He had a miserable year, appearing in only 49 games while splitting time between Durham of the Class-A Carolina League and Statesville of the Class-A Western Carolinas League. Paciorek was hitting .135 with four homers and 13 RBIs before finally succumbing to his back issues. He ultimately had spinal fusion surgery and missed the remainder of the ’64 season and all of 1965.

Paciorek bounced around the Houston system for two more seasons before signing with Cleveland prior to the 1968 season. He experienced a bit of a resurgence in a return to the Cal League, where he hit .275 with 17 homers and 65 RBIs in 262 at-bats for Reno. He also saw some time with Rock Hill of the Western Carolinas League but it was clear that his career was coming to an end.

He appeared in 29 games for Waterbury of the Double-A Eastern League in 1969, hitting .213 in 89 at-bats before calling it quits.

Paciorek began working on his degree from the University of Houston as he was finishing his playing career and completed his schooling upon his retirement. He went on to teach and coach for more than four decades, first at Thew Jewish Community Center in Houston and then at the Calibourn School in San Gabriel, Calif.

“[My brother] Tom always said he thought I was the better of the two of us, but he was an outstanding player,” Paciorek said. “We had a different type of mentality. I always wanted to be the greatest and Tom just wanted to fit in. In high school, Tom was nonchalant and a lot smaller than I was when he was a sophomore and I was a senior.

“I wanted to be quick and fast and react [at the plate] and Tom would get up and wherever the ball was pitched he would hit it. He would hit a ball pitched on the outside corner to right center but not me. If the ball was outside, I’d still try to pull the ball.”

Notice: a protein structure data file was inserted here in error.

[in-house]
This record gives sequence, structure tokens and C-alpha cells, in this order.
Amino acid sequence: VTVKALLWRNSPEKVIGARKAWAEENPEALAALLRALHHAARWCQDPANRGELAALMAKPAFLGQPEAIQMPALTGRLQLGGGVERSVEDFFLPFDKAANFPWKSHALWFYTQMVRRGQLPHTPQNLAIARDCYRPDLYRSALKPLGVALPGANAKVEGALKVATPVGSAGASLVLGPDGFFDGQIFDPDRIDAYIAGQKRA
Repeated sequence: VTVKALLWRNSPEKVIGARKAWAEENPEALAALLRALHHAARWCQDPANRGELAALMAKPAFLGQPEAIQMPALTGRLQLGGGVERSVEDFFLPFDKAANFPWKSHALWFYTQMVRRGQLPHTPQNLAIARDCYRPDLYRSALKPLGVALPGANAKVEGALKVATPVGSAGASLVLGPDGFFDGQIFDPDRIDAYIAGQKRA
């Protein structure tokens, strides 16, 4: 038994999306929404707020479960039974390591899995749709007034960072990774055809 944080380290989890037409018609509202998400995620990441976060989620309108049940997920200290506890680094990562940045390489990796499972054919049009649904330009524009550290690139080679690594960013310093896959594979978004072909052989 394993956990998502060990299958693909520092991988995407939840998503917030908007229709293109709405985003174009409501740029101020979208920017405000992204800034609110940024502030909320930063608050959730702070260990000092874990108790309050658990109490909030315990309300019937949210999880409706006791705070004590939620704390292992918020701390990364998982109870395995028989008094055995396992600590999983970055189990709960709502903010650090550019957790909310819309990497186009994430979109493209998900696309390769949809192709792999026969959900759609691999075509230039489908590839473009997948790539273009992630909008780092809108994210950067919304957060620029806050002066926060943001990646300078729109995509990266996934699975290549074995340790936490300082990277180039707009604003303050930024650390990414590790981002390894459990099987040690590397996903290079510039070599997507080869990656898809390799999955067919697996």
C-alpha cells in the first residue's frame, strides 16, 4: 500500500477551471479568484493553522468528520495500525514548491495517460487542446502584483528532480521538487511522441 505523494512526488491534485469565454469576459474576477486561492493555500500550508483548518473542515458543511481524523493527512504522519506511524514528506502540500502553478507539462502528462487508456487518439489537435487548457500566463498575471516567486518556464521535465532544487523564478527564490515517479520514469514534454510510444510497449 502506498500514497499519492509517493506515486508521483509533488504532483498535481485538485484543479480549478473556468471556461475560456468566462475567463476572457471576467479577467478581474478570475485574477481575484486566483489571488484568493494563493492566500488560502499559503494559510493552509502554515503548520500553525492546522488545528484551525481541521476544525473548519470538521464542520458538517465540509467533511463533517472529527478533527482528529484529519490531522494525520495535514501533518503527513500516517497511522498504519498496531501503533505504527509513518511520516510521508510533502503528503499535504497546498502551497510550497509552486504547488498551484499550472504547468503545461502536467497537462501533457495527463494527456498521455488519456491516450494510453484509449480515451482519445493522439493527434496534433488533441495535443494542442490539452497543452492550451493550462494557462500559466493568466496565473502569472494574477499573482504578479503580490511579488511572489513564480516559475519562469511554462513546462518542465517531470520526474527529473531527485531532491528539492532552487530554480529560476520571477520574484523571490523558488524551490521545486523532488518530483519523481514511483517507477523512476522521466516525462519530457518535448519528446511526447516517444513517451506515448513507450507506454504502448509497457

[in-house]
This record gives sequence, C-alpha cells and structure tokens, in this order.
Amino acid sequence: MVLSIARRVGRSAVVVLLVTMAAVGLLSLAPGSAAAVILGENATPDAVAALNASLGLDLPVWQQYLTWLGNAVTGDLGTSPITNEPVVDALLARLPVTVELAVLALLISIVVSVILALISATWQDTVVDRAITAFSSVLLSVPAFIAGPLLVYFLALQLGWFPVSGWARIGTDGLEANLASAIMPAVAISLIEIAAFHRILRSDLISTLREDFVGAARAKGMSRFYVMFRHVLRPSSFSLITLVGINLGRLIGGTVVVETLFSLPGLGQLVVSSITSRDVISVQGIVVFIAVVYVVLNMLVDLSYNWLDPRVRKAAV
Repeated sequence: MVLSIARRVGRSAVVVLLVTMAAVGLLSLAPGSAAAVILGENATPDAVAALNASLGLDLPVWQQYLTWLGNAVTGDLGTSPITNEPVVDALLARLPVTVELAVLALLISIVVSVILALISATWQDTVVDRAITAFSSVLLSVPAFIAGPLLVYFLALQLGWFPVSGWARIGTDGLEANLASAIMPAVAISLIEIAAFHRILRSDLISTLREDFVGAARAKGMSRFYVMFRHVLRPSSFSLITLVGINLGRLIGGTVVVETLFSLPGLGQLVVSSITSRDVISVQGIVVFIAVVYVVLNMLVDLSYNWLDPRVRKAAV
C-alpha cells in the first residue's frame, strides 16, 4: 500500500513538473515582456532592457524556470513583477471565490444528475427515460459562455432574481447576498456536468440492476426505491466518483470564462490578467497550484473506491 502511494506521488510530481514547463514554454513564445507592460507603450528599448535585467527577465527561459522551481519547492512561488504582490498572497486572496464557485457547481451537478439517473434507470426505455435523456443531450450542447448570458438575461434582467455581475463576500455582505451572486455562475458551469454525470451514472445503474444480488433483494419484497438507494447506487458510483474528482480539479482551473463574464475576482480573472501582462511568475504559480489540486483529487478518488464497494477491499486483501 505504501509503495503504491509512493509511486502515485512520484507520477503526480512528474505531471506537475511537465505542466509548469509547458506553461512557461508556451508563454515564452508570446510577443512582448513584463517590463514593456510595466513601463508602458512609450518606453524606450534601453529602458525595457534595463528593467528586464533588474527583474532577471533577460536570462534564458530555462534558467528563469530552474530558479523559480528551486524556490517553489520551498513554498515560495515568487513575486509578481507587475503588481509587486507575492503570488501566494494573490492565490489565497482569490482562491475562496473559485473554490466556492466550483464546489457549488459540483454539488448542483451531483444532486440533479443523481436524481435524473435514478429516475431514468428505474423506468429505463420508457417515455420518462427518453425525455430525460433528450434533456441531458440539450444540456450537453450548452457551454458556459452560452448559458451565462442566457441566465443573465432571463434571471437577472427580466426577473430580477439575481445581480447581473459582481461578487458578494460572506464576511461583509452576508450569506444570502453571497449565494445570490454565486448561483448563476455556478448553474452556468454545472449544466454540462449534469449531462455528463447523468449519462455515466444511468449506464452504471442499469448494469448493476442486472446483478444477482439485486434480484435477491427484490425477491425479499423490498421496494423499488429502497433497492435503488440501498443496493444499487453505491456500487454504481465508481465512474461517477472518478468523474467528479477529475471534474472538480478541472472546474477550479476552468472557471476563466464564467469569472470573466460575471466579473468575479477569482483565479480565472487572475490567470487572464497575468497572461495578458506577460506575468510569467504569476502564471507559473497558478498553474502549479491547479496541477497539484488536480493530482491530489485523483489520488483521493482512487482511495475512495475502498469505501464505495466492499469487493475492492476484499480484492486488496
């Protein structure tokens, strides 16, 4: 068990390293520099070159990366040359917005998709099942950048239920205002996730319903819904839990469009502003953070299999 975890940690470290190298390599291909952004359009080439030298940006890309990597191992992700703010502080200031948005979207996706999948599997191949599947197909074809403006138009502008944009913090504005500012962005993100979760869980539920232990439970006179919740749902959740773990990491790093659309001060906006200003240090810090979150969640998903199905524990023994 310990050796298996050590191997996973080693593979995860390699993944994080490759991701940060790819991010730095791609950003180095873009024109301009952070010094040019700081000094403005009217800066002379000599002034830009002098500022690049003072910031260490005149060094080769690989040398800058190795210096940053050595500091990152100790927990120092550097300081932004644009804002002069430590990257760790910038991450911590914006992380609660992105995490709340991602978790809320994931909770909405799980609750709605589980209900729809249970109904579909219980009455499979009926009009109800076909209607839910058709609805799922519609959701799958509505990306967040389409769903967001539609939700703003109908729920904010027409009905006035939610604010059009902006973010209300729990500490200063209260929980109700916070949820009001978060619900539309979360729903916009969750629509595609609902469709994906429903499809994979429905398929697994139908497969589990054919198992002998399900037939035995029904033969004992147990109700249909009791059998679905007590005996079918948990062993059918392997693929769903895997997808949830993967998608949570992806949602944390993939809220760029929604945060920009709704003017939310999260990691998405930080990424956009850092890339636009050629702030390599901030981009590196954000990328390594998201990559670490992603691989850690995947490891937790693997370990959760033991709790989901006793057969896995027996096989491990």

John Paciorek said when he was younger he never wanted to “do the part of thinking” that players like Staub and Morgan did. He said it wasn’t until he was out of baseball that he began to realize what the game, particularly hitting, was all about.

His newfound knowledge and appreciation of the science of hitting led to his becoming an author. Paciorek wrote several books — Plato & Socrates, Baseballs Wisest Fans and The Principle of Baseball, All There Is To Know About Hitting and If I Knew Then What I Know Now. He was also the subject of Steven Wagner’s book, Perfect: The Rise and Fall of John Paciorek, Baseball’s Greatest One-Game Wonder.  Additionally, he has been featured in several other anthology books about baseball.

While Paciorek never formally coached at any advanced or professional level he said he did dabble with the idea.

“I was trying to,” he said. “I used to send things to Tony LaRussa and he agreed with what I said and seemed impressed with my knowledge of hitting. But I have eight kids and taught at the school where they were going. One of the things that motivated me to not take a job was that Tony said I would have to start at the lower rung and work my way up. I didn’t want to leave my family. I thought I had a good job as a teacher.”

His lengthy post-playing career work history is a testament to that. And while Paciorek never fully realized his dreams of returning to and staying in the Major Leagues, he remains a part of the game’s history, holding a record that will likely stand for many years to come.

Covered a Mets-Astros doubleheader in 1987 and never looked back. Spent eight years at MLB.com, more than half of that as the Mets beat writer. Had one beat writer from another newspaper threaten to kill him in an elevator at the winter meetings. The other half was as MiLB.com’s staff historian. Worked three years in Philly at Comcast covering the Phillies’ minor leagues and doing weekly TV spots. Author of the popular blog The Bobblist, which covers everything A to Z in the world of bobbleheads. Really.